These sailors hunt passively. As they drift along, their tentacles, which are lined with venomous stinging cells, shock and capture their prey. Then, they carry the food to their mouth in the center of their body for digestion.  Like other Cnidarian members, by-the-wind sailors do not have a separate mouth and anus. They eat and waste at the same place. Gross!

They use these tentacles to get food/Cre: Shane Anderson

If the creatures can’t get any food, they use their backup plan. If you look closely at their body, you’ll notice a golden-brown coloration. This color is a type of algae called zooxanthellae. These little sails and zooxanthellae have a win-win relationship.

The zooxanthellae live within the purple sail, consuming the waste it releases. In exchange, the algae will nourish the host by converting sunlight into sugars that the sail can use as energy. This mutually beneficial relationship allows both organisms to thrive.

By-the-wind sailors are preyed upon by some natural predators, such as blue dragon sea slugs, purple snails, and sunfish (Mola mola).

4. By-the-wind sailor vs Portuguese man-of-war

 By-the-wind sailorsMan O’ Wars
Colorbluetranslucent with shades of pink, blue, and purple
Appearanceround disk with a thin sail on top and tiny tentaclesballon float with very long tentacles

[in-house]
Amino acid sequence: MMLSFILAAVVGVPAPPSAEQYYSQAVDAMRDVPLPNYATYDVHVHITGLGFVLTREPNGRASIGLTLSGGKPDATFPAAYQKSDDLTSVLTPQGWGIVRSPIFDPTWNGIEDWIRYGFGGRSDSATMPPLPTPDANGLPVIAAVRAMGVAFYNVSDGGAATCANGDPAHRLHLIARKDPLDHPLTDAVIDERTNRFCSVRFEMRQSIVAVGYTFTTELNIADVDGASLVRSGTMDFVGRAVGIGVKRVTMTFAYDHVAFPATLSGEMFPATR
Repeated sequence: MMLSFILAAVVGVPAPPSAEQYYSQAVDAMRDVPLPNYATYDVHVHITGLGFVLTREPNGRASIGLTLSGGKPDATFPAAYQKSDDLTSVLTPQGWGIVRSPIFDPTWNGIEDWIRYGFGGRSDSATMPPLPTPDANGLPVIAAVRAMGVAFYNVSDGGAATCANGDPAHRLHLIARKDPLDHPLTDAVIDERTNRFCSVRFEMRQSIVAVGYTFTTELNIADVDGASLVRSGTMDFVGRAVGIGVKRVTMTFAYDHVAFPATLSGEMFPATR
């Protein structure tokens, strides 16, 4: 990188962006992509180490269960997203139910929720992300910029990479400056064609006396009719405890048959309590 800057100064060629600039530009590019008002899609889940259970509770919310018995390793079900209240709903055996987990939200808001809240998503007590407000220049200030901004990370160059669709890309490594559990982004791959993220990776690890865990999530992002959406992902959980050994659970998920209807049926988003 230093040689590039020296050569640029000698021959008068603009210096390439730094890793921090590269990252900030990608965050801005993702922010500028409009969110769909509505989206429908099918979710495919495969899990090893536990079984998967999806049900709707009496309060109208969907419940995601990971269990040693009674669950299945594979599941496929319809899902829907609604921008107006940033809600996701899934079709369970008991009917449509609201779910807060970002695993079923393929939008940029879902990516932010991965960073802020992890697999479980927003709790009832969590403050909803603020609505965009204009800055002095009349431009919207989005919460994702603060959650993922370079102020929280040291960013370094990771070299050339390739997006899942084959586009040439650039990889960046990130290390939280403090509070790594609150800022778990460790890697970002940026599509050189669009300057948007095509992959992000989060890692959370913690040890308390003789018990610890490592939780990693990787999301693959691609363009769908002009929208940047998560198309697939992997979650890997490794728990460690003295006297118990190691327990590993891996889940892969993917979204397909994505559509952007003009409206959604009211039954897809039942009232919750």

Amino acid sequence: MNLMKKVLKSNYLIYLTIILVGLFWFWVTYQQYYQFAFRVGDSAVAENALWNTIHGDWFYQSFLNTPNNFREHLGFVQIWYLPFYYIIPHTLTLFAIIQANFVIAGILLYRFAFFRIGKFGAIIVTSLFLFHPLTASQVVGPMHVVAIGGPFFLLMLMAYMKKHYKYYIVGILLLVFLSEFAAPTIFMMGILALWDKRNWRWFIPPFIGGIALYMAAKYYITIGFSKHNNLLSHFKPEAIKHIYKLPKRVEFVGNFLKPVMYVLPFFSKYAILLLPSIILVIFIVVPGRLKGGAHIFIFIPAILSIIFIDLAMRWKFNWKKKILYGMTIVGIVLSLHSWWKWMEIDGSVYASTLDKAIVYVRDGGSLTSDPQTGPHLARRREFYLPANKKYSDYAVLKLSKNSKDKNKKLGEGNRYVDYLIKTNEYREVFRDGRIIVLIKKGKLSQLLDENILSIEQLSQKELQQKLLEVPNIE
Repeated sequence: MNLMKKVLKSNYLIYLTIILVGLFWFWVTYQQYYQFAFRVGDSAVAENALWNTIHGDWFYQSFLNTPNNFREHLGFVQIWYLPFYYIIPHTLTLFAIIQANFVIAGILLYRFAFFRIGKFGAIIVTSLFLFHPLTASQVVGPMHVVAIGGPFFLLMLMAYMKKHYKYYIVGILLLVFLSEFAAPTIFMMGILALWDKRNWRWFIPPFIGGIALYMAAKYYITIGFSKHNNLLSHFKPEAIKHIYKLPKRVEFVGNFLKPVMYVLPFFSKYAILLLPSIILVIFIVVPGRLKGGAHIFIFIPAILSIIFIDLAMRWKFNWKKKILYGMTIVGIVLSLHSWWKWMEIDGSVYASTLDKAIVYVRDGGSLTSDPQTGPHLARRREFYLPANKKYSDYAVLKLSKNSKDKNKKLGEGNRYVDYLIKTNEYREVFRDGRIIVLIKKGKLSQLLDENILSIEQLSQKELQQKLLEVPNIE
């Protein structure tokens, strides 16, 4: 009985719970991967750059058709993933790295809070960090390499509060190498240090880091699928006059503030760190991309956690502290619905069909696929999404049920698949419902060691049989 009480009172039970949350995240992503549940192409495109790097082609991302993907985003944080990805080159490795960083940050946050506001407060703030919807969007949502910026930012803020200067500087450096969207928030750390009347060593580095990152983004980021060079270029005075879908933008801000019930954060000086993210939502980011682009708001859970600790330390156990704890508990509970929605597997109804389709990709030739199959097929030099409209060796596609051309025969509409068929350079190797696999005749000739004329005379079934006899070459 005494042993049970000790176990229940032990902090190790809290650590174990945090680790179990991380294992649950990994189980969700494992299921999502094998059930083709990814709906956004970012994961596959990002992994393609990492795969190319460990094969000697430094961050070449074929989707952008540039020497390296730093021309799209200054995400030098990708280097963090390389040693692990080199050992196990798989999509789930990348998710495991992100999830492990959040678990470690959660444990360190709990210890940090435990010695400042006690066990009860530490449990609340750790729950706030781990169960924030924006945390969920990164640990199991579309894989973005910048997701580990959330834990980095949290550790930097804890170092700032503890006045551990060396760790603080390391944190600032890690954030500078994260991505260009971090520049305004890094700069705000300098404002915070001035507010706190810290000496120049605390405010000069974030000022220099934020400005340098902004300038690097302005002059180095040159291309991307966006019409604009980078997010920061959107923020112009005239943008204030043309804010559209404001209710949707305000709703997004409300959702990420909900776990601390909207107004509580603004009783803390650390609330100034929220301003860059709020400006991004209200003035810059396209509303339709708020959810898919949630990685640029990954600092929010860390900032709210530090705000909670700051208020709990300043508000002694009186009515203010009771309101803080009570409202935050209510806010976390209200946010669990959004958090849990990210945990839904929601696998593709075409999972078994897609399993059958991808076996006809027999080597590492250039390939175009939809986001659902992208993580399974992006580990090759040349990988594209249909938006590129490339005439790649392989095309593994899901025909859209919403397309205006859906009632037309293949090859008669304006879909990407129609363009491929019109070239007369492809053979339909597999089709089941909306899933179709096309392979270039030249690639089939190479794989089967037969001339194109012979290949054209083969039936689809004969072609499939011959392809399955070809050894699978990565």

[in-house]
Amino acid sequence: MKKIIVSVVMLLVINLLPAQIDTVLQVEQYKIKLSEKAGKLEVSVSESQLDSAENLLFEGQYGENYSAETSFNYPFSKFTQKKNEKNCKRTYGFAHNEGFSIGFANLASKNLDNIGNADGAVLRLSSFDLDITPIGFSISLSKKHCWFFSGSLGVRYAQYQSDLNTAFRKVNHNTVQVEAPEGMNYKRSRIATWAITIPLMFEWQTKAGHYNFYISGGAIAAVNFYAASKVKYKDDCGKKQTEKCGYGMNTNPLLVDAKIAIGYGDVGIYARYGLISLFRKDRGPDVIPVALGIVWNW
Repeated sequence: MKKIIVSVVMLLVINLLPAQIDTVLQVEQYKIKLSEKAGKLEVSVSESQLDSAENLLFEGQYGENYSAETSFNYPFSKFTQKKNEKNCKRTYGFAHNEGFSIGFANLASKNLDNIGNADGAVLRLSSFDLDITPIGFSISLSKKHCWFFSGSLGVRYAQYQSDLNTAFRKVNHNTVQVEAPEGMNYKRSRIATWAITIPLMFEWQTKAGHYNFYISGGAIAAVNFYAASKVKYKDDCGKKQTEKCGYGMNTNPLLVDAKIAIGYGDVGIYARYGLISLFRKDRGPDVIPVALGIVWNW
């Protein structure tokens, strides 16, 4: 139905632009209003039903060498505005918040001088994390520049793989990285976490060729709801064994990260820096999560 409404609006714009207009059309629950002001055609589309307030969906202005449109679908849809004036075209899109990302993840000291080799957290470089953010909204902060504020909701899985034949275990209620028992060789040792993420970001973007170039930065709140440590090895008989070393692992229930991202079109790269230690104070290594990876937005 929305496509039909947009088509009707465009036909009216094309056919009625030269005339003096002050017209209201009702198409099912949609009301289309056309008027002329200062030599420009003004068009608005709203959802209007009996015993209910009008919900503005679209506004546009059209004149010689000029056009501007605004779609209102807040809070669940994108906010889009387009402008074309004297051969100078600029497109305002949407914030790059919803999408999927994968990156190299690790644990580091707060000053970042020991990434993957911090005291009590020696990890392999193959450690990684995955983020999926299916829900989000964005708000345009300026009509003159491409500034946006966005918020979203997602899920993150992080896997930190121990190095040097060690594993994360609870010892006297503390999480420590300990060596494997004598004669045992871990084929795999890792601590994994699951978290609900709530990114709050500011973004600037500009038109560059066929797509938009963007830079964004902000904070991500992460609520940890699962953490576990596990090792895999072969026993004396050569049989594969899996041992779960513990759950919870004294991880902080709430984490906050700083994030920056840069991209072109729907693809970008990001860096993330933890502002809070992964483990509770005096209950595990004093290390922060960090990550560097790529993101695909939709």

Stingharmlessvery painful and can kill humans

5. Reproduction

Every polyp on a single sailor jelly is either female or male. They use their mouth-like reproductive organs, which are covered by stinging tentacles, for reproduction.

By-the-wind sailors engage in asexual reproduction by budding, whereby they generate clones of themselves. These clones subsequently detach, forming medusae. A single parent can produce numerous medusae throughout their lifetime, ranging from hundreds to thousands.

A group of by-the-wind sailors

The medusae, resembling miniature jellyfish, are exact replicas of their parents in terms of genetics. At birth, they measure less than 2 millimeters in length, which is just half the size of a grain of rice.

These tiny creatures drift along until they encounter other compatible polyps, with which they combine to form a colony. Unfortunately, only a small fraction of them manage to make it to their juvenile and adult stages. The lifespan of the by-the-wind sailor is still a mystery.

6. Threat

These sails are facing several significant hazards, such as rising ocean temperatures, acidity, and elevated human activities in oceanic and coastal regions. Microplastics are also a concern to the animals because they can absorb microscopic particles of floating plastic, which can negatively impact their health.

The species are washed to the shore



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We are passionate animal enthusiasts with over a decade of experience studying animals. With a degree in zoology and conservation biology, we've contributed to various research and conservation projects. We're excited to bring you engaging content that highlights the wonders of the animal kingdom. We aim to inspire others to appreciate and protect wildlife through informative content grounded in expertise and passion. Join us as we delve into the captivating world of animals and discover the incredible stories they have to tell.